Michael Taft can see a dim light from the end of the tunnel. Well not from the government, but he applauds Eamon Gilmore for setting a few things straight on the relationship between the economic reality and public expenditure:
The problem we have in the public finances is as a result of the fact that the economy is in a recession . . . we have a problem in the economy which has created difficulties in the public finances. Its not the other way around.
Hmmmm… do you think he’s maybe been reading you somewhere Michael, or what…? Labour’s denouncement of Pat Rabbitte’s promised 2% cut in the standard tax band is welcome he says, but not enough:
The fiscal issue goes beyond capital borrowing or using Pension fund for capital projects it is about borrowing over the length of the downside business cycle for both current and capital expenditure; a necessary breathing space while other policies are put in place to get us on the right path.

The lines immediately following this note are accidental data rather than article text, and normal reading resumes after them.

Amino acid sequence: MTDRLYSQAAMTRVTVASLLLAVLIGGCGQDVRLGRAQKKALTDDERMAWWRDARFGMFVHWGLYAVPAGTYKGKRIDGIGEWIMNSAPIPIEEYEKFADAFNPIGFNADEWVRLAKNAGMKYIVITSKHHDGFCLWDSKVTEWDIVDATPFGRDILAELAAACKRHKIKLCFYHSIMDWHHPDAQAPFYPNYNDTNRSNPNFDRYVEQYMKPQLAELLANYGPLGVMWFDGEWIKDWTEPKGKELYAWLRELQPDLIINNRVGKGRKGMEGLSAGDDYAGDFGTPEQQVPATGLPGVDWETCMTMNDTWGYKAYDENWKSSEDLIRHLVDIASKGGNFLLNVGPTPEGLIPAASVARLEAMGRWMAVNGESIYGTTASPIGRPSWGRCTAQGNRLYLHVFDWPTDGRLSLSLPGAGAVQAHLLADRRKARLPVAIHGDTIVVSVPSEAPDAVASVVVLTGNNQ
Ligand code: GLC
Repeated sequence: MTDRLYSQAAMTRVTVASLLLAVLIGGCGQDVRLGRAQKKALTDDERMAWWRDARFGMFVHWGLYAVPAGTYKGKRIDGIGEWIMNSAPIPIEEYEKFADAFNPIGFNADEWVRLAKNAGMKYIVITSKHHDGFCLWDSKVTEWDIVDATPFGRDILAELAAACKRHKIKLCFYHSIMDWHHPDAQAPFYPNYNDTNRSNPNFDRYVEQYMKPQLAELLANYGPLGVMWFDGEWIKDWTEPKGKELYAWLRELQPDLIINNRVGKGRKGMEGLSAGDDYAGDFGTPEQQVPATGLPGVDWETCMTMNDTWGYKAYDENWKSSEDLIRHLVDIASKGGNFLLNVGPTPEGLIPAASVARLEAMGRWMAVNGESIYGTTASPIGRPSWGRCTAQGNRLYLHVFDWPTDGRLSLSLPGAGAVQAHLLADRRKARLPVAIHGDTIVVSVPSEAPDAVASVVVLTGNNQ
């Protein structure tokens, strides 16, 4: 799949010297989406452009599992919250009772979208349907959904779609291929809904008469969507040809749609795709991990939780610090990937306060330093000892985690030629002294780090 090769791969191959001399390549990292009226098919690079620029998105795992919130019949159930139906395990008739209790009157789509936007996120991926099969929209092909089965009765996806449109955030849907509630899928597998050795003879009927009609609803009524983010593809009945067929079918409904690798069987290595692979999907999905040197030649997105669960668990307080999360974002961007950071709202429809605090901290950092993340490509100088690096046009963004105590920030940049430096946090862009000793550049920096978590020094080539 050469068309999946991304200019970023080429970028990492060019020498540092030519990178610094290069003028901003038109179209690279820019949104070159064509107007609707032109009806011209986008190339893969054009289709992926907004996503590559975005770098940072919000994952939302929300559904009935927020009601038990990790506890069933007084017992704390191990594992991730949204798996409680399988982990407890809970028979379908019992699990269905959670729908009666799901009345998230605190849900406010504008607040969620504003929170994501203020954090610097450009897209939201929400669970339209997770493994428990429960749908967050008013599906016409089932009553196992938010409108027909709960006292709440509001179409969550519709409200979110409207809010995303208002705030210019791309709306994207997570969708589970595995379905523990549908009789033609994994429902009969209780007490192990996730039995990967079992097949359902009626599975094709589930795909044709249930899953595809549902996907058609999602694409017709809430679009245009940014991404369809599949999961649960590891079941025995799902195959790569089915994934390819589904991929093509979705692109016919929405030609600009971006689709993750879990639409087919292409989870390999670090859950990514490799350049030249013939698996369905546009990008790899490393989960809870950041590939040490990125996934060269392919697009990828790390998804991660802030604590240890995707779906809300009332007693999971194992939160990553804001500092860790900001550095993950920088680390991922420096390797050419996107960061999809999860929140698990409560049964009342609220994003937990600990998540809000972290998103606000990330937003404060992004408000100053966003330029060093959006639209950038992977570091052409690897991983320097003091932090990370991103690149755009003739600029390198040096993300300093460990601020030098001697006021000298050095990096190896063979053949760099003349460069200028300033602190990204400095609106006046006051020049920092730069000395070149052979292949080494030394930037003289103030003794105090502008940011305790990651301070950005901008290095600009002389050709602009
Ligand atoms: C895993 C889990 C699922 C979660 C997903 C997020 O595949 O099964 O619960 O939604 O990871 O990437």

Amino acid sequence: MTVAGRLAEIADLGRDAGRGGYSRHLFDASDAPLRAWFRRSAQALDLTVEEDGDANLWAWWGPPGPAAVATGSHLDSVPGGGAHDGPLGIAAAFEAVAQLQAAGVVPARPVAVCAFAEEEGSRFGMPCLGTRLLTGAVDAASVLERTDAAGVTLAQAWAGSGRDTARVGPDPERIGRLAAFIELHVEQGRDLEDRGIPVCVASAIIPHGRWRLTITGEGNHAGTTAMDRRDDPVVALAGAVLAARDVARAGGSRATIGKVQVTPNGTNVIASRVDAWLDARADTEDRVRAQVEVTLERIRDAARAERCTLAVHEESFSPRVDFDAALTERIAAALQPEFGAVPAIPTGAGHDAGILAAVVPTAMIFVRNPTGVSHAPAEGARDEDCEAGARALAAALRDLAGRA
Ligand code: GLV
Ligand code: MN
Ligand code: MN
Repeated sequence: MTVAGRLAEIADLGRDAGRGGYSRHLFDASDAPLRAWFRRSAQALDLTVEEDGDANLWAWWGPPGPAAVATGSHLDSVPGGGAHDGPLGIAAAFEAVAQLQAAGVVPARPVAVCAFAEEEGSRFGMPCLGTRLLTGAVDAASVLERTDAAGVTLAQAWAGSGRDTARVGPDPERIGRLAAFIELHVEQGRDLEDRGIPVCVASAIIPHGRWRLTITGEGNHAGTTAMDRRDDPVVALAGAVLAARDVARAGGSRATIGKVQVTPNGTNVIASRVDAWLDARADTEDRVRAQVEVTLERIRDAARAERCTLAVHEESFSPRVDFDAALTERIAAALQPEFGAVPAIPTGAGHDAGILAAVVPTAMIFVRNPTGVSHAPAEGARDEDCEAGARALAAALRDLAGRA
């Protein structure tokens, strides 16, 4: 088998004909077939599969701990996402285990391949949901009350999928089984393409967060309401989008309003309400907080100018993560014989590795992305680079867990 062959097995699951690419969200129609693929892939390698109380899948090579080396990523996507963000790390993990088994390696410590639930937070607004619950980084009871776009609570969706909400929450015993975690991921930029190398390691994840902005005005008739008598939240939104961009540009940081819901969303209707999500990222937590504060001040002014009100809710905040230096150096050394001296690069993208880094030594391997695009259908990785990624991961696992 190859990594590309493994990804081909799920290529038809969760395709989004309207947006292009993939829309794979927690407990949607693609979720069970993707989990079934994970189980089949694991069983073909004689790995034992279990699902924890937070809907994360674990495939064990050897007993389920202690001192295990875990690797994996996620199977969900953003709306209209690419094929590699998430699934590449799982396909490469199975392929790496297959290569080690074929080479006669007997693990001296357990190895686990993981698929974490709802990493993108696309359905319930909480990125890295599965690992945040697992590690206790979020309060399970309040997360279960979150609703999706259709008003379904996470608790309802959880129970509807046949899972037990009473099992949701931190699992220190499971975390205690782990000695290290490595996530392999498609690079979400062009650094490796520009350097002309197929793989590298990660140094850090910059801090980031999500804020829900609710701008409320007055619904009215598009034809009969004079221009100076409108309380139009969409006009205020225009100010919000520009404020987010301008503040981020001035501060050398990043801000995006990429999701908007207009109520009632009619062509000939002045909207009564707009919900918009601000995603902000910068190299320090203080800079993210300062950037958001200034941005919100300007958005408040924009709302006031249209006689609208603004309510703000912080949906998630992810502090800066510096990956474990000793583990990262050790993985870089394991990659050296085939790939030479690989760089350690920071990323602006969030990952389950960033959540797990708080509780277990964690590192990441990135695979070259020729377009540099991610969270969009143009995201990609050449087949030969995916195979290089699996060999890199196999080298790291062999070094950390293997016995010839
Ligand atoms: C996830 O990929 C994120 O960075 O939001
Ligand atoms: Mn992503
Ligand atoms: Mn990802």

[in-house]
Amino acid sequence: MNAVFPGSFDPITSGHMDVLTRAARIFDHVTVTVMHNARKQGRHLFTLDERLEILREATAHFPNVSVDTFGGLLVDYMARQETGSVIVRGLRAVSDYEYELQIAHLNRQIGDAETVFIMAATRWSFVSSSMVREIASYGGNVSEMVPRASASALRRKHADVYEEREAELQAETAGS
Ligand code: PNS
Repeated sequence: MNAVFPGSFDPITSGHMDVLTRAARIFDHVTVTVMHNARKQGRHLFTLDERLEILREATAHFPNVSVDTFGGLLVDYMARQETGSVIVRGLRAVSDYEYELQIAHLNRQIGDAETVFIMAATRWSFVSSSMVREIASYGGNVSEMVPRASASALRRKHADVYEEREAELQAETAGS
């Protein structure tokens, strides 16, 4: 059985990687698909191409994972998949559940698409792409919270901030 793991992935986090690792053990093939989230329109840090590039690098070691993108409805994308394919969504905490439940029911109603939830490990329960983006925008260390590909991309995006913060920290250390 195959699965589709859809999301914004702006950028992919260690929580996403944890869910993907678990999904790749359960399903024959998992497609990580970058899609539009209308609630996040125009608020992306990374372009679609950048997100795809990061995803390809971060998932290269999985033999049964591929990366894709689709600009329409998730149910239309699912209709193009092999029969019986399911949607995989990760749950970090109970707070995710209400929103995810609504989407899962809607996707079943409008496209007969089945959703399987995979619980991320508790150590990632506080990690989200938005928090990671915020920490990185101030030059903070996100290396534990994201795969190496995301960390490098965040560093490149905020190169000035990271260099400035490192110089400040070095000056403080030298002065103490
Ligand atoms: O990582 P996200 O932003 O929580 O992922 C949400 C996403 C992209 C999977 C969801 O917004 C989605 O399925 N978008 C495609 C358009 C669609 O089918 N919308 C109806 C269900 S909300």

Sound familiar? This precisely what’s happening across the developed world. As I note in my Brassneck piece this morning all normal rules no longer apply. Anatole Kaletski in the London Times yesterday, likened it to a patient who’d been suffering cancer suddenly taking a heart attack:
Credit will have to be controlled in the long run through better regulation and tougher capital requirements; saving will have to be encouraged, especially in America and Britain, by higher interest rates; and consumption will have to be restrained with higher taxes. These higher taxes, in turn, will eventually narrow the government deficits that must be temporarily swollen to offset the post-Lehman slump.